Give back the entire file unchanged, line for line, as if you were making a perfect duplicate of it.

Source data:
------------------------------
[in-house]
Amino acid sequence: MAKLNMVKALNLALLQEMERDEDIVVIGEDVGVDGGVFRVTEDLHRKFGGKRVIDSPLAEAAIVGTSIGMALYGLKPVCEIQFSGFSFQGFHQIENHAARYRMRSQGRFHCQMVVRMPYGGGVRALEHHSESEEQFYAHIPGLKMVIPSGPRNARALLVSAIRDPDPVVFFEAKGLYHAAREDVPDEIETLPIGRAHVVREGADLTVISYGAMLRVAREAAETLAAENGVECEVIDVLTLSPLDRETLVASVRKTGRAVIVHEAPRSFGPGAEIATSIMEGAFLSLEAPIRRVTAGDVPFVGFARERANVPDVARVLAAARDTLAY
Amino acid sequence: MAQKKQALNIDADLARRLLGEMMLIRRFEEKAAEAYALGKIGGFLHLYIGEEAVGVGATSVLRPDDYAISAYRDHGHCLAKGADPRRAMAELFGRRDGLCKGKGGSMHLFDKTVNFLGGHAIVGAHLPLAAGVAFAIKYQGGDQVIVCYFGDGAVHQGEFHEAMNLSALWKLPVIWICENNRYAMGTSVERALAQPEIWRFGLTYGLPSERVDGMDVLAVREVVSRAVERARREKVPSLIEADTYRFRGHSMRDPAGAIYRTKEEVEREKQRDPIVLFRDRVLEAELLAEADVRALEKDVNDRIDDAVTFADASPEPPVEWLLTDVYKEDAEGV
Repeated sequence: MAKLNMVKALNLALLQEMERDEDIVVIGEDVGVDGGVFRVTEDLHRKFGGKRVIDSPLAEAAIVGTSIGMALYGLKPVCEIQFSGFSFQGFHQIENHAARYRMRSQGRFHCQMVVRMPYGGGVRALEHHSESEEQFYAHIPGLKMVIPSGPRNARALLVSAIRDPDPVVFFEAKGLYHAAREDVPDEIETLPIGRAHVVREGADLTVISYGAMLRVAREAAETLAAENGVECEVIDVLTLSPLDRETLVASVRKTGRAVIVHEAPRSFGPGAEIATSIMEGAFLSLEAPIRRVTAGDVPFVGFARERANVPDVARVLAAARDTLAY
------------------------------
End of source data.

[in-house]
Amino acid sequence: MAKLNMVKALNLALLQEMERDEDIVVIGEDVGVDGGVFRVTEDLHRKFGGKRVIDSPLAEAAIVGTSIGMALYGLKPVCEIQFSGFSFQGFHQIENHAARYRMRSQGRFHCQMVVRMPYGGGVRALEHHSESEEQFYAHIPGLKMVIPSGPRNARALLVSAIRDPDPVVFFEAKGLYHAAREDVPDEIETLPIGRAHVVREGADLTVISYGAMLRVAREAAETLAAENGVECEVIDVLTLSPLDRETLVASVRKTGRAVIVHEAPRSFGPGAEIATSIMEGAFLSLEAPIRRVTAGDVPFVGFARERANVPDVARVLAAARDTLAY
Amino acid sequence: MAQKKQALNIDADLARRLLGEMMLIRRFEEKAAEAYALGKIGGFLHLYIGEEAVGVGATSVLRPDDYAISAYRDHGHCLAKGADPRRAMAELFGRRDGLCKGKGGSMHLFDKTVNFLGGHAIVGAHLPLAAGVAFAIKYQGGDQVIVCYFGDGAVHQGEFHEAMNLSALWKLPVIWICENNRYAMGTSVERALAQPEIWRFGLTYGLPSERVDGMDVLAVREVVSRAVERARREKVPSLIEADTYRFRGHSMRDPAGAIYRTKEEVEREKQRDPIVLFRDRVLEAELLAEADVRALEKDVNDRIDDAVTFADASPEPPVEWLLTDVYKEDAEGV
Repeated sequence: MAKLNMVKALNLALLQEMERDEDIVVIGEDVGVDGGVFRVTEDLHRKFGGKRVIDSPLAEAAIVGTSIGMALYGLKPVCEIQFSGFSFQGFHQIENHAARYRMRSQGRFHCQMVVRMPYGGGVRALEHHSESEEQFYAHIPGLKMVIPSGPRNARALLVSAIRDPDPVVFFEAKGLYHAAREDVPDEIETLPIGRAHVVREGADLTVISYGAMLRVAREAAETLAAENGVECEVIDVLTLSPLDRETLVASVRKTGRAVIVHEAPRSFGPGAEIATSIMEGAFLSLEAPIRRVTAGDVPFVGFARERANVPDVARVLAAARDTLAY